Newsfeed : Minnesota’s HIV Rates Remain High for Third Straight Year

POZ - Health, Life and HIV
Subscribe to:
POZ magazine
Join POZ: Facebook MySpace Twitter Pinterest
Tumblr Google+ Flickr MySpace
POZ Personals
Sign In / Join

Back to home » Newsfeed » April 2009

Most Popular Links
Most Popular Lessons

The HIV Life Cycle


Herpes Simplex Virus

Syphilis & Neurosyphilis

Treatments for Opportunistic Infections (OIs)

What is AIDS & HIV?

Hepatitis & HIV

20 Years Ago In POZ

More News

Click here for more news

Have news about HIV? Send press releases, news tips and other announcements to


April 20, 2009

Minnesota’s HIV Rates Remain High for Third Straight Year

According to the Minnesota Department of Health, 2008 marked the third consecutive year new cases of HIV have been higher than the norm, the Star Tribune reports. On average, Minnesota had 300 new cases reported every year beginning in 2001, but about 320 cases were reported in each of the last three years, said Peter Carr, director of the STD and HIV section at the health department.

Health officials are particularly worried about a rise in the number of new cases among young men ages 13 to 24, many of whom are men who have sex with men (MSM). Last year, 42 new HIV cases were among young men, up from 18 in 2002. Experts attribute this jump to the fact that those in this age group were born after HIV emerged in the 1980s and are less aware of transmission risk factors. In addition, since HIV is no longer a death sentence thanks to advances in antiretroviral therapy, young people do not perceive the virus as a serious threat.

According to the article, HIV also continues to disproportionately affect the state’s men and women of color. Even though these groups make up a small portion of Minnesota’s population, black women comprise 70 percent of new infections among women; similarly, men of color accounted for 39 percent of infections among men in 2008.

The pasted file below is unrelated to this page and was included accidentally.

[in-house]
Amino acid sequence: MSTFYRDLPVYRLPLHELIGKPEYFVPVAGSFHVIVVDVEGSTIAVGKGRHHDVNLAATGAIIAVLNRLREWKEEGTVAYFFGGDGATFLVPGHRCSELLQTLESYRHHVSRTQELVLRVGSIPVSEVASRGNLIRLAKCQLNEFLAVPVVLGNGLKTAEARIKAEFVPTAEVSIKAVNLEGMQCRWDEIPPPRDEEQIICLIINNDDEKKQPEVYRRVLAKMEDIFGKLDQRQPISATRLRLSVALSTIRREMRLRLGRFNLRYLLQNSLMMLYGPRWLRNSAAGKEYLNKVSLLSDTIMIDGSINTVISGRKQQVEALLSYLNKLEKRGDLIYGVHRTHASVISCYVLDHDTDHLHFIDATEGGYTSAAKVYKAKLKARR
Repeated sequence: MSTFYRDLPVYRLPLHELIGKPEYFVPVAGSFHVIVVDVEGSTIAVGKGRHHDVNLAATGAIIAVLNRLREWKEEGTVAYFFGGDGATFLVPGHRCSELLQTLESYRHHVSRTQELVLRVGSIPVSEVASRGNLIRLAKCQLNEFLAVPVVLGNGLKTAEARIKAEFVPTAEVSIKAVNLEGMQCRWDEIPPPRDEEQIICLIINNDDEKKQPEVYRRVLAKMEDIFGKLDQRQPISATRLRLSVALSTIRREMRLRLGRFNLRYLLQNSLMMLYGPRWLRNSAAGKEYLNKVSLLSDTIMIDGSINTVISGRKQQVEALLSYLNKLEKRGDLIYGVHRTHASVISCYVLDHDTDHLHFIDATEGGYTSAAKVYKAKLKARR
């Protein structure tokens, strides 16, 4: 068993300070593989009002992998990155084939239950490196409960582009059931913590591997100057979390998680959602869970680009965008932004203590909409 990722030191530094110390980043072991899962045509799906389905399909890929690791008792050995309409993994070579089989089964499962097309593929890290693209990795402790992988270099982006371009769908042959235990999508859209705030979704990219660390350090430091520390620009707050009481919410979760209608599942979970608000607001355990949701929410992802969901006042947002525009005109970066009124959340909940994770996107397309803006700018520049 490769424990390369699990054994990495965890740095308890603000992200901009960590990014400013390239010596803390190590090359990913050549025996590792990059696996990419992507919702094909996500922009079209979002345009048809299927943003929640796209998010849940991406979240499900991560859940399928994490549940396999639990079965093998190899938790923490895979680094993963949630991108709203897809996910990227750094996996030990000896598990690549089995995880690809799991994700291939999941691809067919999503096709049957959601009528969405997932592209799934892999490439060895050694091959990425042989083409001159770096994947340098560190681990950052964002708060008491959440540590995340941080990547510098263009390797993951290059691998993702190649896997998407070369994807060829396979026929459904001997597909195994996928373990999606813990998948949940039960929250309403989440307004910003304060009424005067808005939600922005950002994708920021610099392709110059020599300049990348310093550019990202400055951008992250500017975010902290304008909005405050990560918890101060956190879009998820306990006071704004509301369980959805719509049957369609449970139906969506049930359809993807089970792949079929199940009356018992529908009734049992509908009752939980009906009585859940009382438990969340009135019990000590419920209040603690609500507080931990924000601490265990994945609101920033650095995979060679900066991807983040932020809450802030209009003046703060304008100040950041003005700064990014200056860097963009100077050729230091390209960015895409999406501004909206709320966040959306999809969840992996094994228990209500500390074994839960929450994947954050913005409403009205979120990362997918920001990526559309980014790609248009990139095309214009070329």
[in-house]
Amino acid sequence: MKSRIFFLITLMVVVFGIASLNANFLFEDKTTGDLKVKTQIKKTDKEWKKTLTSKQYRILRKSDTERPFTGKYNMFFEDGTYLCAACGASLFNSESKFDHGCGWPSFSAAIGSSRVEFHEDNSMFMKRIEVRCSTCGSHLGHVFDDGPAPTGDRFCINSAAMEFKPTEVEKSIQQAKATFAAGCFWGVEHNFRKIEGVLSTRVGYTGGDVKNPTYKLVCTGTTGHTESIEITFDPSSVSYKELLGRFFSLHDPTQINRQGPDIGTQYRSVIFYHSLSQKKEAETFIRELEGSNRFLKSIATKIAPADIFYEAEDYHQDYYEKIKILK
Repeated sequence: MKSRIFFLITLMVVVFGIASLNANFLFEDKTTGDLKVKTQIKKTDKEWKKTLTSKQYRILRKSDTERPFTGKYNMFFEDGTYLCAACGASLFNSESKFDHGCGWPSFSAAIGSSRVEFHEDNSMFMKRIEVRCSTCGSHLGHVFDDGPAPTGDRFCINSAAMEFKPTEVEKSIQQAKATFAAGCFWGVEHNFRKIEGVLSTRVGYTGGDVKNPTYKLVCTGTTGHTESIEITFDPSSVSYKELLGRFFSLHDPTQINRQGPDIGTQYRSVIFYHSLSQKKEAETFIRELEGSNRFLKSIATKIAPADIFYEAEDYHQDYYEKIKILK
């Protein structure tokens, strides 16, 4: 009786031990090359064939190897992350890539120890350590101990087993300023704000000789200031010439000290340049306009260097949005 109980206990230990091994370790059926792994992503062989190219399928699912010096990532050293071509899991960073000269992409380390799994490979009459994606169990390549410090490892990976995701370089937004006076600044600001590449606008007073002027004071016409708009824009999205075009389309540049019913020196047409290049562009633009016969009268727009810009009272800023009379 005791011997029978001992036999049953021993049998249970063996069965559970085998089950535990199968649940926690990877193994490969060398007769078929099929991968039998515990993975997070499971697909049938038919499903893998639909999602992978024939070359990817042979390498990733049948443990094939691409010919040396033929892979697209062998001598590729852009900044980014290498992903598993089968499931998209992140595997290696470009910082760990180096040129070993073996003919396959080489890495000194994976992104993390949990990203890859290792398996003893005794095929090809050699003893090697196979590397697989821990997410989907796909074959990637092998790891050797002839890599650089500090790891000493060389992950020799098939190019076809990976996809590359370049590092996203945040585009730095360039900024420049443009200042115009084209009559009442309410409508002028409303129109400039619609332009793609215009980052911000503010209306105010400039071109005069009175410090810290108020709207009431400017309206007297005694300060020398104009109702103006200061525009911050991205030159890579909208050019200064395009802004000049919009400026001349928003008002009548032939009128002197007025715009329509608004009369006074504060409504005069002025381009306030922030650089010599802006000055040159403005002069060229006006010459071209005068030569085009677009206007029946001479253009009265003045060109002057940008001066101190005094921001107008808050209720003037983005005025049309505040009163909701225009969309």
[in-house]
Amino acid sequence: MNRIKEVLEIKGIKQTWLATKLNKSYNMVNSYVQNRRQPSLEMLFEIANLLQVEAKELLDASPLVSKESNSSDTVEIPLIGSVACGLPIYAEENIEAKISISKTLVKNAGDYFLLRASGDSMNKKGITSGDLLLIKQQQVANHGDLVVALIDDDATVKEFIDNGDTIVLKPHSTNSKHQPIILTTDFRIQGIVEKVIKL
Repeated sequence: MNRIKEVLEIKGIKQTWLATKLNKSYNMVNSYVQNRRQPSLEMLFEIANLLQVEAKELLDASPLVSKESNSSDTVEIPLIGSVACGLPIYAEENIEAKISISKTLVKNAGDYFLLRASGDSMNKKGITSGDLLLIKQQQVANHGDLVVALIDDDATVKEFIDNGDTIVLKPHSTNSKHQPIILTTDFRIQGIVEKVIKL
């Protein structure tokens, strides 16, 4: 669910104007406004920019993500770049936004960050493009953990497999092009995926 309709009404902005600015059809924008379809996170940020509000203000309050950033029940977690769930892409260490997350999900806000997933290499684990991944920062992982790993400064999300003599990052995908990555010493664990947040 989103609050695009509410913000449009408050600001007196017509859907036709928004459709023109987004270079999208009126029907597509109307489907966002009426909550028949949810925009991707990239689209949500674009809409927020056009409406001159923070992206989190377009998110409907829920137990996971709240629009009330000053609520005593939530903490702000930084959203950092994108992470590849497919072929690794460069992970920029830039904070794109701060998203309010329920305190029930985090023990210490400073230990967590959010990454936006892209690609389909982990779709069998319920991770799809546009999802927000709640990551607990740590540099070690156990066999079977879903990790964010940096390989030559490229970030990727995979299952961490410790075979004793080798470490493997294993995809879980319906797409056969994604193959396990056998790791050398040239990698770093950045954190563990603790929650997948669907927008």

“Socioeconomic status appears to be the most important factor in communities and neighborhoods where higher rates of HIV infection are seen,” Carr said. “Limited incomes can mean lack of insurance, limited access to health care, poor housing situations, homelessness [and] social stigma.”

Search: Minnesota, MSM

Scroll down to comment on this story.


(will display; 2-50 characters)


(will NOT display)


(will display; optional)

Comment (500 characters left):

(Note: The POZ team reviews all comments before they are posted. Please do not include either ":" or "@" in your comment. The opinions expressed by people providing comments are theirs alone. They do not necessarily reflect the opinions of Smart + Strong, which is not responsible for the accuracy of any of the information supplied by people providing comments.)

Comments require captcha.
Please enter this number for verification:

| Posting Rules

Show comments (0 total)

[Go to top]

Facebook Twitter Google+ MySpace YouTube Tumblr Flickr Instagram
Quick Links
Current Issue

HIV Testing
Safer Sex
Find a Date
Newly Diagnosed
HIV 101
Disclosing Your Status
Starting Treatment
Help Paying for Meds
Search for the Cure
POZ Stories
POZ Opinion
POZ Exclusives
Read the Blogs
Visit the Forums
Job Listings
Events Calendar
POZ on Twitter

Ask POZ Pharmacist

Talk to Us
Did you participate in an event for National Black HIV/AIDS Awareness Day 2016?


more surveys
Contact Us
We welcome your comments!
[ about Smart + Strong | about POZ | POZ advisory board | partner links | advertising policy | advertise/contact us | site map]
© 2016 Smart + Strong. All Rights Reserved. Terms of use and Your privacy.
Smart + Strong® is a registered trademark of CDM Publishing, LLC.